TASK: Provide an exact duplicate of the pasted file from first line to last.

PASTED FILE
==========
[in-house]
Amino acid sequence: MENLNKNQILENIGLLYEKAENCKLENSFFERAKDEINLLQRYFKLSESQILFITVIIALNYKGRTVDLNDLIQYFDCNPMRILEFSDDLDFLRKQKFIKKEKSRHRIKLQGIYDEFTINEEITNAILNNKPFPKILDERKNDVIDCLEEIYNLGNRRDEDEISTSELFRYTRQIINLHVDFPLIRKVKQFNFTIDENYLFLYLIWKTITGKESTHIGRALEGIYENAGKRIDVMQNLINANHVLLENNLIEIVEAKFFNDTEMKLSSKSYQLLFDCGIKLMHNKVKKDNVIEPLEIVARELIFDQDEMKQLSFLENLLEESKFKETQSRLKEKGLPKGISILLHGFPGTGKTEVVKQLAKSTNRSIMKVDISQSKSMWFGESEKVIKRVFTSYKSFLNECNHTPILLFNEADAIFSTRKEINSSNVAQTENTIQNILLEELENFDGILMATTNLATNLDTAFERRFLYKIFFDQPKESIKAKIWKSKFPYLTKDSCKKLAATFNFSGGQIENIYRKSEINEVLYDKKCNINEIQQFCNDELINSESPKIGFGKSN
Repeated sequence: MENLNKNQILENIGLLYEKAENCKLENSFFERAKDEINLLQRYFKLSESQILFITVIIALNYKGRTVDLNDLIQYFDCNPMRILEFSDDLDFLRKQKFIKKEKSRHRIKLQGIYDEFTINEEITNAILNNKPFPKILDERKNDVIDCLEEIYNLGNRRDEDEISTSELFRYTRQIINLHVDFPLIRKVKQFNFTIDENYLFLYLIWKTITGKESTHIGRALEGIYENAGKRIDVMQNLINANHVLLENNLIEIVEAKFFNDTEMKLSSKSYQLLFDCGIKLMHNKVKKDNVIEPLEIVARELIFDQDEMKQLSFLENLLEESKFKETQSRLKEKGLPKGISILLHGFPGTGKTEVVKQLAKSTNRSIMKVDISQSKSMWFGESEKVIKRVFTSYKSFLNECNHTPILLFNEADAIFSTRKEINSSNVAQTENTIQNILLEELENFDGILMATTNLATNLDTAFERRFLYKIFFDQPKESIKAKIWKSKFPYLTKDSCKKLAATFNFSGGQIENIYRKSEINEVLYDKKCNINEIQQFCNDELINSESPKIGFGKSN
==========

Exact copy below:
[in-house]
Amino acid sequence: MENLNKNQILENIGLLYEKAENCKLENSFFERAKDEINLLQRYFKLSESQILFITVIIALNYKGRTVDLNDLIQYFDCNPMRILEFSDDLDFLRKQKFIKKEKSRHRIKLQGIYDEFTINEEITNAILNNKPFPKILDERKNDVIDCLEEIYNLGNRRDEDEISTSELFRYTRQIINLHVDFPLIRKVKQFNFTIDENYLFLYLIWKTITGKESTHIGRALEGIYENAGKRIDVMQNLINANHVLLENNLIEIVEAKFFNDTEMKLSSKSYQLLFDCGIKLMHNKVKKDNVIEPLEIVARELIFDQDEMKQLSFLENLLEESKFKETQSRLKEKGLPKGISILLHGFPGTGKTEVVKQLAKSTNRSIMKVDISQSKSMWFGESEKVIKRVFTSYKSFLNECNHTPILLFNEADAIFSTRKEINSSNVAQTENTIQNILLEELENFDGILMATTNLATNLDTAFERRFLYKIFFDQPKESIKAKIWKSKFPYLTKDSCKKLAATFNFSGGQIENIYRKSEINEVLYDKKCNINEIQQFCNDELINSESPKIGFGKSN
Repeated sequence: MENLNKNQILENIGLLYEKAENCKLENSFFERAKDEINLLQRYFKLSESQILFITVIIALNYKGRTVDLNDLIQYFDCNPMRILEFSDDLDFLRKQKFIKKEKSRHRIKLQGIYDEFTINEEITNAILNNKPFPKILDERKNDVIDCLEEIYNLGNRRDEDEISTSELFRYTRQIINLHVDFPLIRKVKQFNFTIDENYLFLYLIWKTITGKESTHIGRALEGIYENAGKRIDVMQNLINANHVLLENNLIEIVEAKFFNDTEMKLSSKSYQLLFDCGIKLMHNKVKKDNVIEPLEIVARELIFDQDEMKQLSFLENLLEESKFKETQSRLKEKGLPKGISILLHGFPGTGKTEVVKQLAKSTNRSIMKVDISQSKSMWFGESEKVIKRVFTSYKSFLNECNHTPILLFNEADAIFSTRKEINSSNVAQTENTIQNILLEELENFDGILMATTNLATNLDTAFERRFLYKIFFDQPKESIKAKIWKSKFPYLTKDSCKKLAATFNFSGGQIENIYRKSEINEVLYDKKCNINEIQQFCNDELINSESPKIGFGKSN